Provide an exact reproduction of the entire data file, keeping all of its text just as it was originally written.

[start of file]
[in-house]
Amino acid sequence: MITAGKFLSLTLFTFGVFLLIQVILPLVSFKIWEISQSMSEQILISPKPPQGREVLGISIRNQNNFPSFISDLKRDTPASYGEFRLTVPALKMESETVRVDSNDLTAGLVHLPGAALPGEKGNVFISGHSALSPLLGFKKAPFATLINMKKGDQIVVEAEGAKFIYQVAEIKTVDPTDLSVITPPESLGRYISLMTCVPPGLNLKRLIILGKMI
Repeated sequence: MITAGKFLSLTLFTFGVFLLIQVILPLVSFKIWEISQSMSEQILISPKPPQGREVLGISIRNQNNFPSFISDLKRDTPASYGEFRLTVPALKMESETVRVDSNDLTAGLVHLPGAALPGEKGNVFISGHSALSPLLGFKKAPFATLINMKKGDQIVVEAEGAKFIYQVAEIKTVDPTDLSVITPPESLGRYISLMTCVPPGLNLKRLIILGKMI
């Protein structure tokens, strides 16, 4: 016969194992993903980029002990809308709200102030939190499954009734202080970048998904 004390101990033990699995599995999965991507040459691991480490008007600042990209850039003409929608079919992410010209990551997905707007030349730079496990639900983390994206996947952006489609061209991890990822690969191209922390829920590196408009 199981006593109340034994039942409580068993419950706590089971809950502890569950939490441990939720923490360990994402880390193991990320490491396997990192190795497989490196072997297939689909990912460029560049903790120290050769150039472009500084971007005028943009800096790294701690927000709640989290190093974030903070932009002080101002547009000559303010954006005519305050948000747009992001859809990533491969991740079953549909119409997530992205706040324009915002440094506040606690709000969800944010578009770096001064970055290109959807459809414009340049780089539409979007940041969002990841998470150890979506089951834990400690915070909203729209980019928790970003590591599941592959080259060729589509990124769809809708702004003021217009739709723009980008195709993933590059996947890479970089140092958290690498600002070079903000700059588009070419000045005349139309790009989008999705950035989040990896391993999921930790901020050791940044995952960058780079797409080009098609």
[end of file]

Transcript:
[in-house]
Amino acid sequence: MITAGKFLSLTLFTFGVFLLIQVILPLVSFKIWEISQSMSEQILISPKPPQGREVLGISIRNQNNFPSFISDLKRDTPASYGEFRLTVPALKMESETVRVDSNDLTAGLVHLPGAALPGEKGNVFISGHSALSPLLGFKKAPFATLINMKKGDQIVVEAEGAKFIYQVAEIKTVDPTDLSVITPPESLGRYISLMTCVPPGLNLKRLIILGKMI
Repeated sequence: MITAGKFLSLTLFTFGVFLLIQVILPLVSFKIWEISQSMSEQILISPKPPQGREVLGISIRNQNNFPSFISDLKRDTPASYGEFRLTVPALKMESETVRVDSNDLTAGLVHLPGAALPGEKGNVFISGHSALSPLLGFKKAPFATLINMKKGDQIVVEAEGAKFIYQVAEIKTVDPTDLSVITPPESLGRYISLMTCVPPGLNLKRLIILGKMI
């Protein structure tokens, strides 16, 4: 016969194992993903980029002990809308709200102030939190499954009734202080970048998904 004390101990033990699995599995999965991507040459691991480490008007600042990209850039003409929608079919992410010209990551997905707007030349730079496990639900983390994206996947952006489609061209991890990822690969191209922390829920590196408009 199981006593109340034994039942409580068993419950706590089971809950502890569950939490441990939720923490360990994402880390193991990320490491396997990192190795497989490196072997297939689909990912460029560049903790120290050769150039472009500084971007005028943009800096790294701690927000709640989290190093974030903070932009002080101002547009000559303010954006005519305050948000747009992001859809990533491969991740079953549909119409997530992205706040324009915002440094506040606690709000969800944010578009770096001064970055290109959807459809414009340049780089539409979007940041969002990841998470150890979506089951834990400690915070909203729209980019928790970003590591599941592959080259060729589509990124769809809708702004003021217009739709723009980008195709993933590059996947890479970089140092958290690498600002070079903000700059588009070419000045005349139309790009989008999705950035989040990896391993999921930790901020050791940044995952960058780079797409080009098609």